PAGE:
The Rox will be impolitely rebuffed if they ask for Travis Snider, so there's no point even mentioning him here. I think I'd also assume the Lind is off table as well after earning himself a permament spot on the 25-man roster.
The Rox greatest need for 2009 is, of course, pitching, while they'd probably also like to upgrade at 2B and would likely be interested in an OF to take Holliday's place. I would also note that their only reliable lefty in the pen, Brian Fuentes, is likely to depart via free agency. A guy like Brian Tallet would not be useless to them.
I'd reckon that if they really want to seriously enter into negotiations with the Rockies on Holliday, the Jays have to be willing to entertain a package centred around either Scott Campbell or Brett Cecil. Those are real, legitimate blue chippers and you're not going to reel in an elite talent like Holliday without sacrificing one of them. The other 3 names you add on are interchangeable, but we could live without arms like Davis Romero, Brad Mills, or pretty much any other pitcher in the system. Major leaguers Jason Frasor and Brian Tallet are not useless, though they're going to be redundant here in 2009.
You might be thinking that Cecil or Campbell + is just too much to stomach for one year of Matt Holliday, and if that's your opinion you're entitled to it. I disagree. But keep in mind that Manny might well prove cost prohibitive (and he's 37 going into next year) and also ask yourself whether *declining, high-injury risk* sluggers like Giambi or Thome would even entertain the idea of coming to Toronto after what happened to Frank Thomas. Hell, the Mariners might even throw a wack of cash at Raul Ibanez to stick around, taking JP's favourite C-lister off the market.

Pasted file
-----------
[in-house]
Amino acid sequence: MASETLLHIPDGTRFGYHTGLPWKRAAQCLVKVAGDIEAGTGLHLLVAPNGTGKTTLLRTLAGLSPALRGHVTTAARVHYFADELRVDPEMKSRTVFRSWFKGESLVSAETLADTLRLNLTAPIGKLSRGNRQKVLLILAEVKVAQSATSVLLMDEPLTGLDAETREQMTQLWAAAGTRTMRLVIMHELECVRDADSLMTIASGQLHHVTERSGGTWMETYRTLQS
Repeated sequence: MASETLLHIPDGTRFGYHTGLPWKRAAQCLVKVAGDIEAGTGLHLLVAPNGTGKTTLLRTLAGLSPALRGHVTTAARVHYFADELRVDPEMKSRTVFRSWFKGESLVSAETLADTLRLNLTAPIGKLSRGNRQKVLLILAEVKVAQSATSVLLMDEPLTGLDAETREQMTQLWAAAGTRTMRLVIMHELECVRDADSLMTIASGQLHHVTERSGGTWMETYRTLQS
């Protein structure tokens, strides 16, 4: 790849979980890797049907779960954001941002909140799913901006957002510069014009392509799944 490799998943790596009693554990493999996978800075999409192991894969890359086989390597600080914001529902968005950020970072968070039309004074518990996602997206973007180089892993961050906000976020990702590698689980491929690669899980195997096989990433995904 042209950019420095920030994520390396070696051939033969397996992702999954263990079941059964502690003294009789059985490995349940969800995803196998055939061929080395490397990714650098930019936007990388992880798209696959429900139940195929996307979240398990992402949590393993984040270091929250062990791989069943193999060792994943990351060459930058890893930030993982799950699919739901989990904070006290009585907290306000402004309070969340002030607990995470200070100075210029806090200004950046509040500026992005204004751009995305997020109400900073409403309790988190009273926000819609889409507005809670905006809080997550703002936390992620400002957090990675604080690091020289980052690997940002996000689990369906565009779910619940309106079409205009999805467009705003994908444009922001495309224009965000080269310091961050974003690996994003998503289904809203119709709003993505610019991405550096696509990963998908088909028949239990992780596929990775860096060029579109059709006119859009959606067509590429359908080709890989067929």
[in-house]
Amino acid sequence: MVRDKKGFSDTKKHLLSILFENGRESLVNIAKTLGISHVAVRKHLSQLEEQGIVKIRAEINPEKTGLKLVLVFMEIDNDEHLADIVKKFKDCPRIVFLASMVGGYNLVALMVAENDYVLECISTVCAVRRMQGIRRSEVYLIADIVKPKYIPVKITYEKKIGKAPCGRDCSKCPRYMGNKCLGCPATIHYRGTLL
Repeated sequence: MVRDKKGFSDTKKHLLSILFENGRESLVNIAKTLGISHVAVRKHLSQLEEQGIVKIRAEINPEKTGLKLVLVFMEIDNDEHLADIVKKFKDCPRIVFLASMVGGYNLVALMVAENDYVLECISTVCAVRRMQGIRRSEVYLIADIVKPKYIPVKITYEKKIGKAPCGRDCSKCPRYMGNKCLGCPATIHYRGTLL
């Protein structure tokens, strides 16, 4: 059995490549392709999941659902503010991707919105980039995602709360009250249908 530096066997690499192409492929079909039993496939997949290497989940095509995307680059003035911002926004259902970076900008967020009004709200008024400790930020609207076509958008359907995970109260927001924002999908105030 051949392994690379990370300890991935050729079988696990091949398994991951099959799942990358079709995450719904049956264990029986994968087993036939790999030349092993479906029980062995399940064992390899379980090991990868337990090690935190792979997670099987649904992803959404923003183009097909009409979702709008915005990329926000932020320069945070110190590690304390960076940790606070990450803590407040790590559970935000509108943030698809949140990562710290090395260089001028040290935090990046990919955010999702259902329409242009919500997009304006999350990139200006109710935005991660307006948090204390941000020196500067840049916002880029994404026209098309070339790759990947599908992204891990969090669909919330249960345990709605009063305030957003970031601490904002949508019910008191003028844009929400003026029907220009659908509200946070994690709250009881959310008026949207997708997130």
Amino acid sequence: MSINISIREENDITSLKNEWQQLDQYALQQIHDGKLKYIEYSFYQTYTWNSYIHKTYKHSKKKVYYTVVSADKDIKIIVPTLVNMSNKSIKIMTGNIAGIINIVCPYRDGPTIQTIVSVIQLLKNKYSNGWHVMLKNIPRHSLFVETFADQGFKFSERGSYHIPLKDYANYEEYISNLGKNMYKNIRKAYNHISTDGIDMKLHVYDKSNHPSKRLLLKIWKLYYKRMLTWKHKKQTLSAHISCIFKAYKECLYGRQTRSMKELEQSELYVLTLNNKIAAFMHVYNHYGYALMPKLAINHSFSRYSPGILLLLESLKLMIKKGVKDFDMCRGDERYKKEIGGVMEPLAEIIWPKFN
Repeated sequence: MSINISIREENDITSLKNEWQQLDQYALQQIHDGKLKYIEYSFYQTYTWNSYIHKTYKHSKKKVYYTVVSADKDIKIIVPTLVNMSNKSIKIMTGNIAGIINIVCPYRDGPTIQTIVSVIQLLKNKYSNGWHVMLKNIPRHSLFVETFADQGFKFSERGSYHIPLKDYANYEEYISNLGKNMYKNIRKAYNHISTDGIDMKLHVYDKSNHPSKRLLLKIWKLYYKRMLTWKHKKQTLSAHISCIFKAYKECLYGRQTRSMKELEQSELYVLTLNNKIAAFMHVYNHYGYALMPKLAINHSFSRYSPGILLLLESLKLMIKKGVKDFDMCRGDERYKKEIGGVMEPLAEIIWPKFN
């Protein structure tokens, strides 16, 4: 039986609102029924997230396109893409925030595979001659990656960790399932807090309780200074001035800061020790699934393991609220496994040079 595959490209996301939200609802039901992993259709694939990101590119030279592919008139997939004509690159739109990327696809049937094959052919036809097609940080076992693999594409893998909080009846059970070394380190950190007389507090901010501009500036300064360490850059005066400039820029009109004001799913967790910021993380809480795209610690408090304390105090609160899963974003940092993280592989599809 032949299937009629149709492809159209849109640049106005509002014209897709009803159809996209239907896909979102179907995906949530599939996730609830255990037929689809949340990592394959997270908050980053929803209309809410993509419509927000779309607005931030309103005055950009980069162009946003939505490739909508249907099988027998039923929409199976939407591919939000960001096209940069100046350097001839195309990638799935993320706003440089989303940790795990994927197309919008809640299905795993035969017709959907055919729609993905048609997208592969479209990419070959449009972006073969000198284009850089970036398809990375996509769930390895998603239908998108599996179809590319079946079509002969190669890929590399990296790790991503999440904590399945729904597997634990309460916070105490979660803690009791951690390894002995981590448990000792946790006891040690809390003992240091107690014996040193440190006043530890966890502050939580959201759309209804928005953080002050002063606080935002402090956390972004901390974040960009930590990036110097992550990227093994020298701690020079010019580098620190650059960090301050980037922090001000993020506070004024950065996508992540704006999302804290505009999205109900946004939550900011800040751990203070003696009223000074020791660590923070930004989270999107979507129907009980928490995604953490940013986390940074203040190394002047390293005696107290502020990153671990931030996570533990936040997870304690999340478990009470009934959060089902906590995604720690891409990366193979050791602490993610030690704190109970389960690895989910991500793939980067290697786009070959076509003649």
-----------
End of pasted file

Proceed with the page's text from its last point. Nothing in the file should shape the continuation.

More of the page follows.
Basically what I'm saying is that it's a big assumption that the most coveted free agent DHs are even signable and trade might be the only means of getting the bat that makes the Jays really and truly competive in 2009. Or you can just batten down the hatchs and wait for 2010. That's not a horrible idea, either.
Looking at the big picture, I'm not at all averse to making a major push for Holliday and would probably prefer that to seeking a FA solution. Personally, I think the risk/cost of going after one of the elderly free agent DHs is probably greater than that of selling off one of the organizations top 3 prospects and add-ons (who can be replaced with compensatory picks) for a year of Matt Holliday. The 60 point OPS+ boost out of the DH hole you get from a player of Holliday's calibre gives this offense a pulse and I don't feel as confident predicting the same level of production from Manny even, much less Thome or Giambi. And Holliday is cheaper, too, which leaves a bit of cash left over to splash out on a SS.
Also, we'd get a year of JaysTalk callers referring to Roy Holliday and Matt Halladay.
He who dares, wins, fellas.
-- Johnny Was